Here be dragons: Dr Rebecca Butler interviews Katie and Kevin Tsang about their new book.
Katie and Kevin Tsang are the joint authors of Dragon Mountain, the first book in a trilogy about a mythical Dragon Realm. This first book has just been named as the Waterstone’s Children’s Book of the Month for September 2020, guaranteeing it many readers.
Chatting the Katie and Kevin, we first discussed those elements of Chinese culture they chose to incorporate in the book. Diet played a part. Kevin recalled his love of Chinese cuisine such as pork buns while he was growing up – the children in the book often eat pork buns. In Chinese mythology peaches represent immortality, therefore the trees in the Dragon Realm grow peaches. Both authors have always been fascinated by the Chinese Zodiac, so when the young protagonists of their book reach Camp Dragon, they are divided into teams under the signs of the Chinese Zodiac.
Each of the four children – Billy, Charlotte, Dylan and Ling-Fei – is bonded with a dragon in a ceremony known as the Bonding and they discover that they are to be bonded with dragons at the same time as they are entrusted with their mission to save Dragon Realm. Kevin thought it important that when each child was bonded with a dragon, both child and dragon gained extra powers. I asked the authors how they had devised the dragon bonding ceremony. It was a joint idea. Katie and Kevin would like readers young and old to speculate on what kind of dragon each person would acquire. There is an element of wish fulfilment. I would like my dragon to be…
How does co-authorship work? Is it enjoyable? How often do the authors disagree? How can one author indicate to the other that some space is needed? According to Katie she is bossy and Kevin is stubborn, which sounds like a recipe for conflict. But both insist that co authorship is a pleasant experience. Their personal relationship is not strained by the professional partnership; they often have energetic debates. In their kitchen they have a white board on which all ideas are displayed, the rule being that nothing is deleted. They start work by creating a very strong outline chapter by chapter. Any ideas about which they are unsure gets stored on a computer known as the Sandbox. If one author writes a passage which the other feels isn’t working, the passage in question is termed ‘mushroom’ because, after all, not everyone likes mushrooms. They refrain from saying that they don’t like a passage. A polite euphemism serves a purpose. If one of them needs time alone or would like to be left in peace to write, that is termed ‘sparkle time’.
Charlotte, one of the female characters in their book, is bossy and strong willed. She also likes dresses. It was important to Katie to write Charlotte, on whose development she played the lead role, in a particular way. In children’s fiction young female characters tend to be depicted either as tomboys or as ultra girly girls. Charlotte is neither, she has a more diverse character.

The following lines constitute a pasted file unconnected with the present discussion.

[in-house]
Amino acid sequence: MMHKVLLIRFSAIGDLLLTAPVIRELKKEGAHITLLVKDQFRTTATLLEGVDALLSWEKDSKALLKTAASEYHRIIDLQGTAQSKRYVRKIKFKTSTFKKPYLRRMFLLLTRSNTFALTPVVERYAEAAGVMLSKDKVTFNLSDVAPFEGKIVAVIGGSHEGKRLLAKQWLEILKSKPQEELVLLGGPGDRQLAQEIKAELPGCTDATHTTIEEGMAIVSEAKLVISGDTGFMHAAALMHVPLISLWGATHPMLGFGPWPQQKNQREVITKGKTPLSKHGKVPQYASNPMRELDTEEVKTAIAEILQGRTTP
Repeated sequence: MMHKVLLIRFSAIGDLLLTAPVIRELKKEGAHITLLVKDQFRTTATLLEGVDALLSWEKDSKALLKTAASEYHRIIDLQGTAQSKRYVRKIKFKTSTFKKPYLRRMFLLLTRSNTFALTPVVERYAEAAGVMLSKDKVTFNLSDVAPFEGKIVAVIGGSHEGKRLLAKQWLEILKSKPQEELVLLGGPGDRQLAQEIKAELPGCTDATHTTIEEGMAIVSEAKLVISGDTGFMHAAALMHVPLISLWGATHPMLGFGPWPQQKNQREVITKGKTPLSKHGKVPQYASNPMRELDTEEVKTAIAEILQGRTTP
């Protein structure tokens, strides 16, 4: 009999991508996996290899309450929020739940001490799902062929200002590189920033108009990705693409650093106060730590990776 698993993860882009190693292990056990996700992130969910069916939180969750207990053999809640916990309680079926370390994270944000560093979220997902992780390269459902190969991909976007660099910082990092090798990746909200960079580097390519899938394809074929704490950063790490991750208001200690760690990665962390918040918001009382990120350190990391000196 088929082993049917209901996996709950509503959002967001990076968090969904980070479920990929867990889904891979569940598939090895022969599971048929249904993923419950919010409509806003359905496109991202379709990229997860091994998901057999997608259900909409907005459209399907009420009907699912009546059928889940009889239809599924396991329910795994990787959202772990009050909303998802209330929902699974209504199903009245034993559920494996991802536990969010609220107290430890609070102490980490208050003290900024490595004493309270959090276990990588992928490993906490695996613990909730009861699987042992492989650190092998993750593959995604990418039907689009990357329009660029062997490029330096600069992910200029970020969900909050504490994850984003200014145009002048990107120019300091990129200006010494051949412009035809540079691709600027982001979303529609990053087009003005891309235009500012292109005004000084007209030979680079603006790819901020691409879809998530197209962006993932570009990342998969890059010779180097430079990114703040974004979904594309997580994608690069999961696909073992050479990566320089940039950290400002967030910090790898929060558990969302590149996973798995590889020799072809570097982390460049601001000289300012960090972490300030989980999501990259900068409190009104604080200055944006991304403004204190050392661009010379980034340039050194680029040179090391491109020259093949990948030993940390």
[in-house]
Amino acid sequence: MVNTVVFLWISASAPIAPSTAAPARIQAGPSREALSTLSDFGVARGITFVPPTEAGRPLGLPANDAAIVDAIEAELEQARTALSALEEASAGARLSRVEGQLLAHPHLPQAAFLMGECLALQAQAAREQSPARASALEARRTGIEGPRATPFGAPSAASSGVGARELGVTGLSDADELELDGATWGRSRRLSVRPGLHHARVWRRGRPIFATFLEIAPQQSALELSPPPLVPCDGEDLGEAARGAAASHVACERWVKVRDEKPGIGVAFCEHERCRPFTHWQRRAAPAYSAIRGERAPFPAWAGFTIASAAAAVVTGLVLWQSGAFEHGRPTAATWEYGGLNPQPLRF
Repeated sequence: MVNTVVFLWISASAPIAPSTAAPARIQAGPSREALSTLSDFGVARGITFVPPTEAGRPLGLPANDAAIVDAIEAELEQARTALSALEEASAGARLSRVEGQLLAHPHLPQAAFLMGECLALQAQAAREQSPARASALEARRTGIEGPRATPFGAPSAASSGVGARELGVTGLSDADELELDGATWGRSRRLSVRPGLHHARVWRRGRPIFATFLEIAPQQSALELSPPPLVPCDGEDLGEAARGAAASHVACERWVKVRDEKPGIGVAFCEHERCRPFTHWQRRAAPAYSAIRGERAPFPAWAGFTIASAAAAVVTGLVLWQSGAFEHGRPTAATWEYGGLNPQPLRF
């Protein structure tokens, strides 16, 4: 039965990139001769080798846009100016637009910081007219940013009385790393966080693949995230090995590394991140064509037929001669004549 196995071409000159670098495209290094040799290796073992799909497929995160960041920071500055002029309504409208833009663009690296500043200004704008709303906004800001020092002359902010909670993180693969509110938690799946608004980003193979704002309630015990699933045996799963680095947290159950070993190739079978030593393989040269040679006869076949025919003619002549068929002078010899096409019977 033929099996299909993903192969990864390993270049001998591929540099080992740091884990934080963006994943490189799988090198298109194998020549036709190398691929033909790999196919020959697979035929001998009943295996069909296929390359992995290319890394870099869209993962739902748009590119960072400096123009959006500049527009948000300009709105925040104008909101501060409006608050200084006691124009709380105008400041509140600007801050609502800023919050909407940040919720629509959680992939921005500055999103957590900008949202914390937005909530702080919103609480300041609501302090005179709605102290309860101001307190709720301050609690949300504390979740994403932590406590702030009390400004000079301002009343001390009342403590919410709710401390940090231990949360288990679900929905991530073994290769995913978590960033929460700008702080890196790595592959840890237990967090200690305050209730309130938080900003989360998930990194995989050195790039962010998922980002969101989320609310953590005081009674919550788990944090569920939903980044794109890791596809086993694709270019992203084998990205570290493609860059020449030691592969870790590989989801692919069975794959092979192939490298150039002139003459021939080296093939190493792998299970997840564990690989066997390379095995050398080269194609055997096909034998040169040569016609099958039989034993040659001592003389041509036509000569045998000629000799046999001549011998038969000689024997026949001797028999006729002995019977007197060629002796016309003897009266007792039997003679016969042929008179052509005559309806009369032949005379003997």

Katie and Kevin have also worked on a series of books for younger readers called Sam Wu. Sam is eight years old and scared of everything. How would Sam fare in Dragon Realm, I asked? He would of course be scared. He was scared in his own world. But he would survive as long as he had friends to look after him. The need for bravery is a theme shared both by the Sam Wu books and the Dragon Realm books, along with friendship and cooperation. Are there important difference between writing for younger children and writing for older readers? The younger the readers the more formulaic the text may be. There is fear – and Sam overcomes it. He also has a more limited emotional range than the four characters in Dragon Mountain. Working out Billy’s emotional reactions to changing circumstances was sometimes difficult, explains Katie.
I asked the authors whether they cut any passages from Dragon Mountain. Indeed they did. They wrote an account of Billy’s journey to China – 15,000 words of it in fact – and then cut it all. But that journey got Katie and Kevin to know Billy as a character. It was an essential part of composing the book, not of reading it. I was reminded of the massive handwritten back stories J.K.Rowling wrote for many of her Harry Potter characters. They allowed her to become completely familiar with her characters before they even set foot in public.
What will follow in the Dragon Realm series? The authors assure me that there will be twists and turns. Readers of the first book will already know that Katie and Kevin Tsang are skilful operators of the unexpected. They have a particular hope that children who are usually reluctant readers might become attracted to their books. My final question: would they like to see their books on film? Unsurprisingly the answer was resoundingly positive. Watch this space.
Dr Rebecca Butler writes and lectures on children’s literature.
Dragon Mountain, by Katie and Kevin Tsang, is published by Simon and Schuster, 978-1471193071, £7.99 pbk.